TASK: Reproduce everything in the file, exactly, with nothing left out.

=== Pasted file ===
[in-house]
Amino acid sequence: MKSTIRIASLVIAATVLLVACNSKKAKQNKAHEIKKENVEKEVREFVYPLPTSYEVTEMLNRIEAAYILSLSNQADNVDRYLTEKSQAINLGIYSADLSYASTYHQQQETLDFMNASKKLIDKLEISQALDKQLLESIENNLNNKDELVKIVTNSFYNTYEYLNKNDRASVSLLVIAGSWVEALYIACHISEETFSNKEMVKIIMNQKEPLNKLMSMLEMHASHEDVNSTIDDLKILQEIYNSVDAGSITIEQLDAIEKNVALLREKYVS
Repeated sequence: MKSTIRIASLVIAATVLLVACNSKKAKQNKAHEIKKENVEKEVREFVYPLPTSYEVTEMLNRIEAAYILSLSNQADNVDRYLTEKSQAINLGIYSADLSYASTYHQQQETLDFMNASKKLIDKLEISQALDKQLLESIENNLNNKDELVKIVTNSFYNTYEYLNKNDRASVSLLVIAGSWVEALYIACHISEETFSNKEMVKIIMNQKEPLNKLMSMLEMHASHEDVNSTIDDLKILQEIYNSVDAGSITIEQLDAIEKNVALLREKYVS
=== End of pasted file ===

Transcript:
[in-house]
Amino acid sequence: MKSTIRIASLVIAATVLLVACNSKKAKQNKAHEIKKENVEKEVREFVYPLPTSYEVTEMLNRIEAAYILSLSNQADNVDRYLTEKSQAINLGIYSADLSYASTYHQQQETLDFMNASKKLIDKLEISQALDKQLLESIENNLNNKDELVKIVTNSFYNTYEYLNKNDRASVSLLVIAGSWVEALYIACHISEETFSNKEMVKIIMNQKEPLNKLMSMLEMHASHEDVNSTIDDLKILQEIYNSVDAGSITIEQLDAIEKNVALLREKYVS
Repeated sequence: MKSTIRIASLVIAATVLLVACNSKKAKQNKAHEIKKENVEKEVREFVYPLPTSYEVTEMLNRIEAAYILSLSNQADNVDRYLTEKSQAINLGIYSADLSYASTYHQQQETLDFMNASKKLIDKLEISQALDKQLLESIENNLNNKDELVKIVTNSFYNTYEYLNKNDRASVSLLVIAGSWVEALYIACHISEETFSNKEMVKIIMNQKEPLNKLMSMLEMHASHEDVNSTIDDLKILQEIYNSVDAGSITIEQLDAIEKNVALLREKYVS